House Cleaning and Disinfecting
House cleaning and disinfecting involves real science.The resulting cleanliness and health value can be verified by scientifically objective measures when needed. At a recent meeting of the Chapel Hill Leads Group (which meets every Wednesday morning at the American Legion Post #6 off Legion Road),Town & Country Cleaning Services co-owner and President, Bruce Vance, gave a brief talk that left people gasping and applauding. That is one of the rewards generated by public speaking when you’re passionate about your topic – and yes, even if your topic is about something as mundane (and as taken for granted) as cleaning!
Bruce revealed that disinfectants are governed under the same Federal organization (FIFRA) as pesticides. That hints at their possible toxicity and the audience was taken aback. Not all disinfectants are toxic, but many are not safe for food surfaces and should even be wiped off of non-food surfaces after they have done their job.
Most people, whether cleaning their own home or serving others as professionals (other than in hospitals, surely) are not following label directions carefully or at all – a violation of Federal law, by the way. Every disinfectant we have encountered has a number of steps that are frequently ignored. Organic substances will render disinfectants ineffective, requiring pre-cleaning PRIOR to the disinfectant step. They also require a minimum dwell time during which the surface must remain wet with the disinfectant. This can be as brief as 30 seconds and as long as 10+ minutes in order to achieve the listed kill rate of the pathogens claimed on their product’s label.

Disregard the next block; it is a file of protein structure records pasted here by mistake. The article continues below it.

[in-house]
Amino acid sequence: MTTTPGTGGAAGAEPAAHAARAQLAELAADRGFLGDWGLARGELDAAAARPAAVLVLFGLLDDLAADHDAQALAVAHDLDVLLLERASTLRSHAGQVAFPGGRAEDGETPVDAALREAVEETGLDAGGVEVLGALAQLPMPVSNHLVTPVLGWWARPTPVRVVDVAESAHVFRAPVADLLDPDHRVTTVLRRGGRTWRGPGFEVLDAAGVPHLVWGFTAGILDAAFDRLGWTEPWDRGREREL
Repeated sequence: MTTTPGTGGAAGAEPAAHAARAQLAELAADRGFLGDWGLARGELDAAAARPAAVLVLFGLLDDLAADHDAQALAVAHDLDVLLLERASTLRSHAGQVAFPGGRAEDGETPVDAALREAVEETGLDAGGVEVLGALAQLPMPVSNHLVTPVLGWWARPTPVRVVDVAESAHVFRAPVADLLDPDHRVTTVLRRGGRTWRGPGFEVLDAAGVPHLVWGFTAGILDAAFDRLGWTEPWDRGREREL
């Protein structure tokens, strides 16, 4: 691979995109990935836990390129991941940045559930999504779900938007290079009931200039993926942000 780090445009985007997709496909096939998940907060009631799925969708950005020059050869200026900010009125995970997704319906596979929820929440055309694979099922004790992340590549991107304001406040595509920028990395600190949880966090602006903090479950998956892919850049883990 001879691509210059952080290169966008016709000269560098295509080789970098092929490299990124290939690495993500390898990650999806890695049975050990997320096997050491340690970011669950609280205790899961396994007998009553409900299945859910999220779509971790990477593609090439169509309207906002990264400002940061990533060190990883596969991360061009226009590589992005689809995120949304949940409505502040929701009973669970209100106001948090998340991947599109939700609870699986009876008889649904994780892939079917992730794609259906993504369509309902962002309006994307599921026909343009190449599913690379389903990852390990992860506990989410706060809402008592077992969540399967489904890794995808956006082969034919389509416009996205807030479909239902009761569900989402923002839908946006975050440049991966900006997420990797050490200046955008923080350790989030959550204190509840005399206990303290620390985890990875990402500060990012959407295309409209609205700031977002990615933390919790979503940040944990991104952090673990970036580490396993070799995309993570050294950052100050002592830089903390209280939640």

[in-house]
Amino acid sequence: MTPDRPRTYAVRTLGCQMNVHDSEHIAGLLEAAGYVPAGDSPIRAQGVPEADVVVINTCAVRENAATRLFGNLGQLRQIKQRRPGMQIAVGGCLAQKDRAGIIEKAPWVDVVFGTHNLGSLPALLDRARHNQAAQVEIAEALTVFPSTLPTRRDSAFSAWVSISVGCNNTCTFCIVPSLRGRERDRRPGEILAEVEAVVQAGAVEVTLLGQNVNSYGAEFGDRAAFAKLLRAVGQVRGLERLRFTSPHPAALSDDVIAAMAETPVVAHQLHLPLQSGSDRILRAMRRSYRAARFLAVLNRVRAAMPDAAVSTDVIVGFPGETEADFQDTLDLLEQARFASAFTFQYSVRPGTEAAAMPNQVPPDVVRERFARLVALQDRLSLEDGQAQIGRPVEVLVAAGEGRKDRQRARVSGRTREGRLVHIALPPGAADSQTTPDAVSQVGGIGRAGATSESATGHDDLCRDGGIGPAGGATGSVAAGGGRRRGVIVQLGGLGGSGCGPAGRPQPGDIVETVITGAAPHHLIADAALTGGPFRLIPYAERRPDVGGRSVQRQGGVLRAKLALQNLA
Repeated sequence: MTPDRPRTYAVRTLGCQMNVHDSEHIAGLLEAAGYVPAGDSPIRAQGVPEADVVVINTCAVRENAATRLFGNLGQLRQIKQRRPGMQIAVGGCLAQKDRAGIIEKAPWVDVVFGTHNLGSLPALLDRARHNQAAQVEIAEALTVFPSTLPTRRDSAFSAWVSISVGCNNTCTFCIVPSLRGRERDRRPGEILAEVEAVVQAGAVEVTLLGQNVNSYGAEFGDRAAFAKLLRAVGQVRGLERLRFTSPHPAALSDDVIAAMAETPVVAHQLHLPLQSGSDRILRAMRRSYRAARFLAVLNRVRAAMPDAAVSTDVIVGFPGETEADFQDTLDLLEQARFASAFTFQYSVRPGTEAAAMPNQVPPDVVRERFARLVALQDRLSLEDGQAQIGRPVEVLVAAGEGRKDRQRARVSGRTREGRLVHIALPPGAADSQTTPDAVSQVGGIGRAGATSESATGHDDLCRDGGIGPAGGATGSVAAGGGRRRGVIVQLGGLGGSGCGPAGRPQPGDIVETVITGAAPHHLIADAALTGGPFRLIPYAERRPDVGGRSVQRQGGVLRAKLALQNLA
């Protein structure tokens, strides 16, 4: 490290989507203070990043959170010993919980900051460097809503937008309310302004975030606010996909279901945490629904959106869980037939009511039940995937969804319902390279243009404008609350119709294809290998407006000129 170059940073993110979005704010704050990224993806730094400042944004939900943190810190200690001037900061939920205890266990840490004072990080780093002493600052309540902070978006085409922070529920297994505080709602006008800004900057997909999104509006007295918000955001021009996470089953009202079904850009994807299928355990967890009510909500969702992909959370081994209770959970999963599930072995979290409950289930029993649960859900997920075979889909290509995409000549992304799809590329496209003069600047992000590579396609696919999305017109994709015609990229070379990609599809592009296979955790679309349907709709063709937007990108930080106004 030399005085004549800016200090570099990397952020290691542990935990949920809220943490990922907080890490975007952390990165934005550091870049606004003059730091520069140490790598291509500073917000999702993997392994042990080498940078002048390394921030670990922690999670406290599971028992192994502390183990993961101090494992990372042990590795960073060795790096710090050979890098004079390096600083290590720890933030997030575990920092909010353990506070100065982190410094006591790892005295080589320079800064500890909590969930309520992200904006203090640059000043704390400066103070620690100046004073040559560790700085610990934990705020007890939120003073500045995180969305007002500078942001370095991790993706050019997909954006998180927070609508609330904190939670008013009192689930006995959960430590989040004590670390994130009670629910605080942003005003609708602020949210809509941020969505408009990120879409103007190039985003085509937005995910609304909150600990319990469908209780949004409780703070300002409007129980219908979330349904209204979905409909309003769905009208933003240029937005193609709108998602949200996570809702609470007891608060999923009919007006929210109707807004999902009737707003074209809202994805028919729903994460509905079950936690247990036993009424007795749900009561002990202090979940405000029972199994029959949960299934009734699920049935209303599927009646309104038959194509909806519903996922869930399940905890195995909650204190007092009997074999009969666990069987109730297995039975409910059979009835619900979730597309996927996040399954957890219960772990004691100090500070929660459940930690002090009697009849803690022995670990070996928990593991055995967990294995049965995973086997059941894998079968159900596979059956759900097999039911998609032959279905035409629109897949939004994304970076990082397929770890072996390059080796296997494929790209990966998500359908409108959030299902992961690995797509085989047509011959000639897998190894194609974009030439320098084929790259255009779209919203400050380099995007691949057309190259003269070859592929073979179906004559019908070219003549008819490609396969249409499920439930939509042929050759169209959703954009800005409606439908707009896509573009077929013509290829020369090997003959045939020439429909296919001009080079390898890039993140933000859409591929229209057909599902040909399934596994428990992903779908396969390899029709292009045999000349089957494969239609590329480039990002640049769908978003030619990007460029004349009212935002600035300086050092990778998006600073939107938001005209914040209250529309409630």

Measuring Disinfection with an ATP Meter
Bruce discussed and demonstrated the ATP meter, which allows a relative measure of ‘organic load’ on a non-porous surface. ATP stands for Adenosine Triphosphate, a component of all living or once-living organisms. The system uses swabs to clean a roughly 4-inch by 4-inch part of a chosen surface. Once the swab collects the sample it is inserted into the meter which is able to measure the efflourescence given off by the ATP in the sample and transforms the measurement of that pale light into a number. For a useful frame of reference, know that a reading of 100+ is dirty, even for a non-commercial kitchen.
Collecting the Sample(s) for the ATP Meter
The sample was taken from one of the tables in the normal meeting room where breakfast had been laid out. The initial sample read a whopping ‘526’ before any attempt to clean up began.
He once did a similar demonstration at a convention hotel and the initial swab gave a reading of over ‘1000’! From the same breakfast table, one sample was taken from a 4×4 area cleaned by a disinfectant wipe; a second sample was taken from a neighboring 4×4 area close to but not contiguous to the first. The second sample area was cleaned by an organic Shaklee product (Basic H2®) supplied by member Suzanne Chaney and one of Town & Country’s hospital-grade microfiber cloths from Perfect Clean.
The first sample, after cleaning an area using a disinfecting wipe, yielded a result (from ‘526’) down to ‘326’. The second sample, after cleaning with the Basic H2 and microfiber came in at only ’58’). This was where the audience gasped and applauded. In prior tests by other investigators, a ‘rebound’ effect was common on the following day – where disinfecting wipes had been used, the organic load number rose significantly due to the food source provided by residue from the wipe’s ingredients. Note that the 2nd sample was cleaned by a system that removes soils and pathogens whereas a disinfectant acts by killing various ones when used correctly. The removal system works without spreading toxins on the surface but still achieves a remarkably impressive reduction of pathogens. Organic load measurements have been statistically shown to be correlated to levels of pathogens. Soils and pathogens are readily removed during laundering and for extra assurance, the microfiber wipers at Town & Country Cleaning Services are run through a sanitizing steam cycle each time.
Bruce thanks the Chapel Hill Leads Group for the opportunity to share his own and our company’s passion for creating healthy spaces and to demonstrate one of the ways we are able to prove the effectiveness of our chosen systems.
Updated and edited by the author for improved clarity on May 4, 2017.